[13] Cf. Targum Onkelos ad. loc. who translates מפני as “from before” the waters of the flood. According to this translation, there’s no need to say Noach lacked emunah. Radak ad. loc. as well explains different than Rashi. He says that Noach in fact entered the Ark when he was first commanded to, seven days before the flood happened. The verse is simply telling us the reason he had to enter the ark, which was to avoid the flood. Torah Sheleimah Chapter 7 § 30 cites Midrash Alpha Beta of Ben Sira § Samech as giving the same explanation. However, both explanations don’t address why the Torah is saying this seemingly unnecessary detail, which must be why Rashi chose the explanation he did

[14] Genesis 6:13

[15] ibid verse 22 with Rashi

[16] See Rashi to ibid verse 14

[17] The Be’er Yosef presents this as a known difficulty with this Rashi. The Radak loc. cit. was bothered by this, and this was his motivation not to say like Rashi. See Torah Sheleimah loc. cit. who cites various sources who have their own answer to this question. The Torah Sheleimah points out that this commentary must be going with the opinion that Rashi to 6:9 cited that Noach was only considered righteous in his generation. This works well since Rashi’s source from Bereishis Rabbah loc. cit. is stated by Rabbi Yochanan, who is the opinion Rashi to 6:9 is quoting from Sanhedrin 108a. However, see note 23. Another explanation is brought in Peshuto Shel Mikrah loc. cit. citing Ohev Yisroel in the name of the Zelochuve Rebbe that Noach was afraid if he had absolute faith in the flood, it would ensure that it came. He didn’t want to be the cause of the flood, so he ensured his faith was not absolute. It’s not clear to me how this explains Rashi saying he was of little faith, but they say it does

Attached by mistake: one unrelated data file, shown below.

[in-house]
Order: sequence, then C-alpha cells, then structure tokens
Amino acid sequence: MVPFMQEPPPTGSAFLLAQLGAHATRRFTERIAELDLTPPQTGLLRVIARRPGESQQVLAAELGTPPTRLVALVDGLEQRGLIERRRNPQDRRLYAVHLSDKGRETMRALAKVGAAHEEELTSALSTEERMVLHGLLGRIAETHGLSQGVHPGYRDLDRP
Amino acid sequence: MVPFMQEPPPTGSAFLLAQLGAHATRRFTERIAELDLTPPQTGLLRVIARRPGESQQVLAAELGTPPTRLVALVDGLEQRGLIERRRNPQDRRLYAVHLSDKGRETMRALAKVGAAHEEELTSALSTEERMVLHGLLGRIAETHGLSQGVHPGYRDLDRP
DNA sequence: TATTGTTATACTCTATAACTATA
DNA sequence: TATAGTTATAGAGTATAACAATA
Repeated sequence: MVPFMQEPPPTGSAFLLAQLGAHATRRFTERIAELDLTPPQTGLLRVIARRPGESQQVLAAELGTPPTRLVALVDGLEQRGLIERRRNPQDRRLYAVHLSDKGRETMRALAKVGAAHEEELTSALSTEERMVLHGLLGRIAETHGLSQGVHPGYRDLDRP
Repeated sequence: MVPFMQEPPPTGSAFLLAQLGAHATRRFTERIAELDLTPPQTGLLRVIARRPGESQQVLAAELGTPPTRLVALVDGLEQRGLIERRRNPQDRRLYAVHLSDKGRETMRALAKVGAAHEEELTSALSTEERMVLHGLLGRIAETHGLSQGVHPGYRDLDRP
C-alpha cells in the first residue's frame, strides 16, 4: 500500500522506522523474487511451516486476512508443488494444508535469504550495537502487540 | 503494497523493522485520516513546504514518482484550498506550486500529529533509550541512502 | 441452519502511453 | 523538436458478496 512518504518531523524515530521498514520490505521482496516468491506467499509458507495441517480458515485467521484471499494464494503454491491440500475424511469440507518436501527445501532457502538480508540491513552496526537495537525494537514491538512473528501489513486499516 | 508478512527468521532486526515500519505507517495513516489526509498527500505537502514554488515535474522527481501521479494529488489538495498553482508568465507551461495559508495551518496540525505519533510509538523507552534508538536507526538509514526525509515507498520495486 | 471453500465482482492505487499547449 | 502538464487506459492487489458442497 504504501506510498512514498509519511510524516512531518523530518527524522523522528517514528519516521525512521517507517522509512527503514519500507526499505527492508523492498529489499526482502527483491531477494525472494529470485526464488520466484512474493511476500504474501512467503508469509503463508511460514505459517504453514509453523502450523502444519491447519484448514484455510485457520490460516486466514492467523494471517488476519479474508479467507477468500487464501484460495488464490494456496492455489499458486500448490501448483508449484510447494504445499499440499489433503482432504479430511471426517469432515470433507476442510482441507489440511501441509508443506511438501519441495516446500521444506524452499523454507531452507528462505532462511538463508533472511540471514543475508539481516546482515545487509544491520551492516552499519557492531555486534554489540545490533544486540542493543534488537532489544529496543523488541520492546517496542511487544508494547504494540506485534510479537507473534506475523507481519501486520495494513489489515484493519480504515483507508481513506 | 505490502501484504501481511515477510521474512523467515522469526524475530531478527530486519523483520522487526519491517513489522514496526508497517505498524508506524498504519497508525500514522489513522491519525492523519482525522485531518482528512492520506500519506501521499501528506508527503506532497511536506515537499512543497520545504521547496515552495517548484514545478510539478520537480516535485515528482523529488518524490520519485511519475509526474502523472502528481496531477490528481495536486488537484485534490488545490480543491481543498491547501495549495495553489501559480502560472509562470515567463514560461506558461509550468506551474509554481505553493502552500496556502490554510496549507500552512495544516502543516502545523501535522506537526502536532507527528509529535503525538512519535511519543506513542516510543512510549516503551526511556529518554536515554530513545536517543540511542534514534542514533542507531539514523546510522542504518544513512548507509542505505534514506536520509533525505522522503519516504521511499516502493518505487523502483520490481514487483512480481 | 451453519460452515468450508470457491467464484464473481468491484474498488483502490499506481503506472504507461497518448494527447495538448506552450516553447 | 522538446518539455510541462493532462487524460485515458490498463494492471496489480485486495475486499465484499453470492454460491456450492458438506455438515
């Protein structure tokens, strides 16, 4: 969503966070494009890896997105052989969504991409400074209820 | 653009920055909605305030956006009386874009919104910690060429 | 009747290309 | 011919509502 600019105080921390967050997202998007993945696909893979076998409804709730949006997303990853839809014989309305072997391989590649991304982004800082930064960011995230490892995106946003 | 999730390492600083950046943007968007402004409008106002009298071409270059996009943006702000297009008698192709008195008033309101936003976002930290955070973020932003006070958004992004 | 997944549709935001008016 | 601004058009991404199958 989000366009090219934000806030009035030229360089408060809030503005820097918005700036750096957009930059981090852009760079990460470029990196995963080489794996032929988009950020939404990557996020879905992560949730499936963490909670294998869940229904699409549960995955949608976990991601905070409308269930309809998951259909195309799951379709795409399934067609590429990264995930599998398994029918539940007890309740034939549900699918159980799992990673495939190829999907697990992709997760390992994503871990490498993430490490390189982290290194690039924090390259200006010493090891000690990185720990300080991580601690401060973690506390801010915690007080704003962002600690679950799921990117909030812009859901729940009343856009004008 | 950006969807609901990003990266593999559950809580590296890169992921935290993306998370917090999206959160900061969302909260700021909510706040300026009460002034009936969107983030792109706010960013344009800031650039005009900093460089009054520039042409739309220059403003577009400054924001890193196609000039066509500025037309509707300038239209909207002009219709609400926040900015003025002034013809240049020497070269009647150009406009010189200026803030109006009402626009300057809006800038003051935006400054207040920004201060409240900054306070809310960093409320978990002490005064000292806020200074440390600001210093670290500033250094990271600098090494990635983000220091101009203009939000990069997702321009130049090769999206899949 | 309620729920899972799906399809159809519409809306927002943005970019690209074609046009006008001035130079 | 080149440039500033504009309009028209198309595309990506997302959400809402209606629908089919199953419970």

[18] Genesis 7:4

[19] Sanhedrin 108b

[20] Especially given Rashi’s commentary to verse 12, that the rain fell with the attribute of mercy, that Hashem hoped they would repent and the rain water would turn into a blessing

[21] Numbers Chapter 20

[22] ibid verse 12; see for an elaboration on what exactly was the sin of Moshe and Aharon

[23] The Midrash Rashi is quoting didn’t have these words. It simply says Noach had little faith. The Midrash alone sounds like the opinion that Noach wasn’t such a righteous person. However, this explanation of Rashi fits even with the opinion that Noach was a very righteous individual